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Straight from the Specialists

Weighing the Obama-Romney calculus

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(The views expressed in this column are the author’s own and do not represent those of Reuters)

Much is at stake in the United States presidential elections this year, perhaps more in terms of policy than in the past few election cycles. The presidency of Barack Obama has been fraught with battles in a deeply divided Congress, leading to paralyses on some major agenda such as government debt, and significant compromises on others such as healthcare reform.

A change in presidency, should Obama lose his re-election bid, will also likely lead to a change in the country’s policy direction — and perhaps economic fate. Obama and his opponent, Mitt Romney, have markedly different visions on the role of government in business and society.

As I write this, polls suggest an Obama victory, not so much because he has boosted his appeal, but more so because Romney has turned off many voters with his gaffes in recent weeks. One could even argue that Obama skilfully managed to make the campaign more about the person of his opponent rather than economics or political programs. The former Michigan governor’s off-the-cuff statement that 47 percent of Americans do not pay taxes and were dependent on welfare has alienated him from those even in his own party.

A good start but we need more reforms

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(The views expressed in this column are the author’s own and do not represent those of Reuters)

It’s been a pleasant surprise over the last week or so as the Indian government appears to have transformed itself from allegedly corrupt politicians out to sell the country’s resources (read 2G and coal mines) into a group which means serious business.

How QE3 changes commodity prices

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(The views expressed in this column are the author’s own and do not represent those of Reuters)

On Sept. 13, the U.S. Fed announced the QE3 program whereby it purchases mortgage-backed securities at $40bn per month with no time limit. It also pushed out guidance on keeping a low funds rate to mid-2015 from late 2014.

That’s the spirit, Mr Prime Minister

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(Rajan Ghotgalkar is Managing Director of Principal Pnb Asset Management Company. The views expressed in this column are his own and do not represent those of either Principal Pnb or Reuters)

Manmohan Singh’s “if we have to go down, let’s go down fighting” comment is exactly the spirit which needs to be demonstrated by those in power. After all, desperate times call for desperate measures.

Some pain needed for long-term growth story

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(Rajan Ghotgalkar is Managing Director of Principal Pnb Asset Management Company. The views expressed in this column are his own and do not represent those of either Principal Pnb or Reuters)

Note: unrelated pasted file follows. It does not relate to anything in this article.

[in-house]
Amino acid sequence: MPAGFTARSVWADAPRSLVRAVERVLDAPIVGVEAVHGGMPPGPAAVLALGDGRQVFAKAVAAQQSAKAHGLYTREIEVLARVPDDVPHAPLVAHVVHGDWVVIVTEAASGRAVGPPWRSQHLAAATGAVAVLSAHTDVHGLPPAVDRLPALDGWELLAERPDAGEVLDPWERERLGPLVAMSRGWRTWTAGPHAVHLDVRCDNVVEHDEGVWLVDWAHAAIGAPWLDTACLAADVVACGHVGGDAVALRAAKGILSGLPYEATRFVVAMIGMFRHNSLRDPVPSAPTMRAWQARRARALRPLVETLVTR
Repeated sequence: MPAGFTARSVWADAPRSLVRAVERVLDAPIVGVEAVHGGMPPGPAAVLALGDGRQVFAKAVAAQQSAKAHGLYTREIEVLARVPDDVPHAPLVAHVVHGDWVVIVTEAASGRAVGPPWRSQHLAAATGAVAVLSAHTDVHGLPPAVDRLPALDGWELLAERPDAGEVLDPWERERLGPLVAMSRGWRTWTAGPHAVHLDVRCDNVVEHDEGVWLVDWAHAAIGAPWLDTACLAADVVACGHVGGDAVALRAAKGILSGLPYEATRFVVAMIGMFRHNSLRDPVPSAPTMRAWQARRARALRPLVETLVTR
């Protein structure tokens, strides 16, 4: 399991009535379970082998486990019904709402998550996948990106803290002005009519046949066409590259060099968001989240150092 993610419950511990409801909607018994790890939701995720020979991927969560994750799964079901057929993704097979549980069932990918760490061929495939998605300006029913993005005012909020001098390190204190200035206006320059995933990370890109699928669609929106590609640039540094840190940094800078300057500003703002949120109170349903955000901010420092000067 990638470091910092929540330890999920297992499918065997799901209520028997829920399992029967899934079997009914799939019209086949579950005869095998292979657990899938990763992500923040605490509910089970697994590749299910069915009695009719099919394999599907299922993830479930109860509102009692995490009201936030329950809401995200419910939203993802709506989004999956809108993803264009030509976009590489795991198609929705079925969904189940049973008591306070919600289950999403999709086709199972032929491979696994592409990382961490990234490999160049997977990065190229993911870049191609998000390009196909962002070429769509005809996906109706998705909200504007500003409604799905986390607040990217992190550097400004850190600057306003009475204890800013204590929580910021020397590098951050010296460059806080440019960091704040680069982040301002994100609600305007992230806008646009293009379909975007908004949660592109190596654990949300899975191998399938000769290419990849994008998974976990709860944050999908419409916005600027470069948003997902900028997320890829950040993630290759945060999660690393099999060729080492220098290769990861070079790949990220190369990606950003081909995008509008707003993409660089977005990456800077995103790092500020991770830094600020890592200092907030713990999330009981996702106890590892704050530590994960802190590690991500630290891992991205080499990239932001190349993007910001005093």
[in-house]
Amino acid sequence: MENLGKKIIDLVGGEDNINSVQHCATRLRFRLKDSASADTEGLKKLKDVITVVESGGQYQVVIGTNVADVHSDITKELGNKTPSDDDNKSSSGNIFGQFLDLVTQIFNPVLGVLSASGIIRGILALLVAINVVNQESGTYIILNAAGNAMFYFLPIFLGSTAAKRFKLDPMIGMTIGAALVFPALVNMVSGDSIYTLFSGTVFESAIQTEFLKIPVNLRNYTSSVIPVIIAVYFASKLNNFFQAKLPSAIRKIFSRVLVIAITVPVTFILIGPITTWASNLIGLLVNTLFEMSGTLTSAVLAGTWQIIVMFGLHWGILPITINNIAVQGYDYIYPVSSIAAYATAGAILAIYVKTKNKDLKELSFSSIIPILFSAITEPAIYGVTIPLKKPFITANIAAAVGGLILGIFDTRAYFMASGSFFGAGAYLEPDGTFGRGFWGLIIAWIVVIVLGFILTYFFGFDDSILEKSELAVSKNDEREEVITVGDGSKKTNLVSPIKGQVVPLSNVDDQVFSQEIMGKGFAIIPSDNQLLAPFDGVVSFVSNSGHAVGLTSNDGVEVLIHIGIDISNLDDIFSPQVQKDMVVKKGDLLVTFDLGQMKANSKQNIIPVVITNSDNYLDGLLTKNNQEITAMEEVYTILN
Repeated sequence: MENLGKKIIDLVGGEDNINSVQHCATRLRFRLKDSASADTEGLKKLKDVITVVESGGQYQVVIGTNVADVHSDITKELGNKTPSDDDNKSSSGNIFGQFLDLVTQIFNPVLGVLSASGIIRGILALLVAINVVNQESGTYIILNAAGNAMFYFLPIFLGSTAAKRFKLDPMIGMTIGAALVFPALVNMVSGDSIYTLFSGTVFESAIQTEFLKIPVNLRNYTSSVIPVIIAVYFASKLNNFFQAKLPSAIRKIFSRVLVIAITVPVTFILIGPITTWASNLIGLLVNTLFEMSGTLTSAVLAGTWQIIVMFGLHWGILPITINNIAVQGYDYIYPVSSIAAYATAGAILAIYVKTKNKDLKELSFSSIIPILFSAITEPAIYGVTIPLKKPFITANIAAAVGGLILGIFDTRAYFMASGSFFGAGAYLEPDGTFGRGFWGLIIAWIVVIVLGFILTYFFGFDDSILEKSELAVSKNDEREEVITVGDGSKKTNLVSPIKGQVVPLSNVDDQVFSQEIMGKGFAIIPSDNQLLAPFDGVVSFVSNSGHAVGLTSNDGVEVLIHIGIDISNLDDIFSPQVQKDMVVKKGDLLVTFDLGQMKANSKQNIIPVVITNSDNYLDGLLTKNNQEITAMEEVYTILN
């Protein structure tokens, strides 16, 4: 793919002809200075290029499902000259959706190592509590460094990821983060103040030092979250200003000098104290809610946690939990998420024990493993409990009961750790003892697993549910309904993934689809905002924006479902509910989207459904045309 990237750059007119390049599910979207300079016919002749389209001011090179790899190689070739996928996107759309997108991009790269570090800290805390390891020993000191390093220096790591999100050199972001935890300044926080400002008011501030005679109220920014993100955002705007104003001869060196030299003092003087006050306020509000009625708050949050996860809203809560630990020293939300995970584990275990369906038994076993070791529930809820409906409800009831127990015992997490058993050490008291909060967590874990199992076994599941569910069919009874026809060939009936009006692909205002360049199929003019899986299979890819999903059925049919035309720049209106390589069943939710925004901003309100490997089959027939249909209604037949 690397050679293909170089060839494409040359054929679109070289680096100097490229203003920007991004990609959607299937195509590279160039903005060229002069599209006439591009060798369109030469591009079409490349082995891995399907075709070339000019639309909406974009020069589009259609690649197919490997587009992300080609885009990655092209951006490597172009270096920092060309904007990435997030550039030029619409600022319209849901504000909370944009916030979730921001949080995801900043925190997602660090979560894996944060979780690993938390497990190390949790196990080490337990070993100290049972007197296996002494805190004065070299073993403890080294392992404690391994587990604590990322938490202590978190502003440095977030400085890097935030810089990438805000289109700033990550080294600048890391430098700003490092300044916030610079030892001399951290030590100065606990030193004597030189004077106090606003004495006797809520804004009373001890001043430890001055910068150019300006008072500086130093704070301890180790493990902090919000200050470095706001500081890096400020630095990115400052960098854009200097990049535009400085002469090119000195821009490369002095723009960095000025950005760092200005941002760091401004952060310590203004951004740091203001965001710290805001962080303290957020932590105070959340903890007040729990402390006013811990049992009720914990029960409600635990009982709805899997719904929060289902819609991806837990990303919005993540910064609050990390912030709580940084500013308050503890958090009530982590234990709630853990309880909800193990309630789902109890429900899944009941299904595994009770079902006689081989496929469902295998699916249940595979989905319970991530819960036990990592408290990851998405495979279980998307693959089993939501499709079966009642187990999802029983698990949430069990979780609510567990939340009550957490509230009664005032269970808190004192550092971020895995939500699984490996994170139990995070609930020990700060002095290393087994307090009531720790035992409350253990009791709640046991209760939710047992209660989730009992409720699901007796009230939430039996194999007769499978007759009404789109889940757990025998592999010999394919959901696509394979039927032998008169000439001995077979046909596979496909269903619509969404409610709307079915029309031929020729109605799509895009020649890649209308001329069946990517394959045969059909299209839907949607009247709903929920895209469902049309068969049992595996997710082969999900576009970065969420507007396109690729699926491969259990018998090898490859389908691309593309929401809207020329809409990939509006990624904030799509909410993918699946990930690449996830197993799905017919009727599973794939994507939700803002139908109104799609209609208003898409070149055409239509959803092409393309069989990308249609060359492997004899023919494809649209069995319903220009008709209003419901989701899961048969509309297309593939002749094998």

The senior Bush’s call for a new world order following the end of the Cold War began unravelling authoritarian regimes which formed its delivery mechanism around the world.

Trade freedom: how imports support U.S. jobs

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(The views expressed in this column are the author’s own and do not represent those of Reuters)

Conventional wisdom says that exports are beneficial and imports are harmful. Conventional wisdom is wrong. A key element of this misperception is the mistaken idea that imports into a country cost jobs there. In fact, imports contribute to job creation.

QE3 could boost Nifty to 5,550-5,600 in the short term

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(The views expressed in this column are the author’s own and do not represent those of Reuters)

Indian markets have been buoyant since the European Central Bank’s decision on the unlimited sovereign bond buying program announced last week and the German Constitutional Court’s nod on Wednesday for the same.

Private life insurance companies still struggling

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(The views expressed in this column are the author’s own and do not represent those of Reuters)

The Life Insurance Corporation of India (LIC) has again come to the rescue of the industry in the financial year ending July 2012. While 23 private players together have a marginal dip in business (-1 pct), LIC has powered ahead with 23 pct growth in new business premium collection.

Overseas cues to drive market but policy paralysis may cap gains

(The views expressed in this column are his own and do not represent those of Reuters)

The European Central Bank (ECB) came to the rescue of world markets including India, which had a spirited rally on Friday to wipe out the losses of the past two weeks. The rally continued during the special session on Saturday to close the week at 5359, gaining about 1.9 pct. The week started on a positive note due to the recommendation on General Anti-Avoidance Rules (GAAR) dilution but failed to maintain momentum due to various disappointing data points as well as the political imbroglio.

Rating downgrade a credible threat for India

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(Rajiv Deep Bajaj is the Vice Chairman and Managing Director of Bajaj Capital Ltd. The views expressed in this column are his own and do not represent those of Reuters)

Indian stock markets have hardly gone anywhere since June, with the Nifty hovering in the 8-9 pct range. But the coming months may see a breakout of this range as volatility, as measured by the India VIX index, seems to be rebounding from four-year lows, after having fallen for three months in a row. A short-term break, out of the range, on the downside seems more probable.

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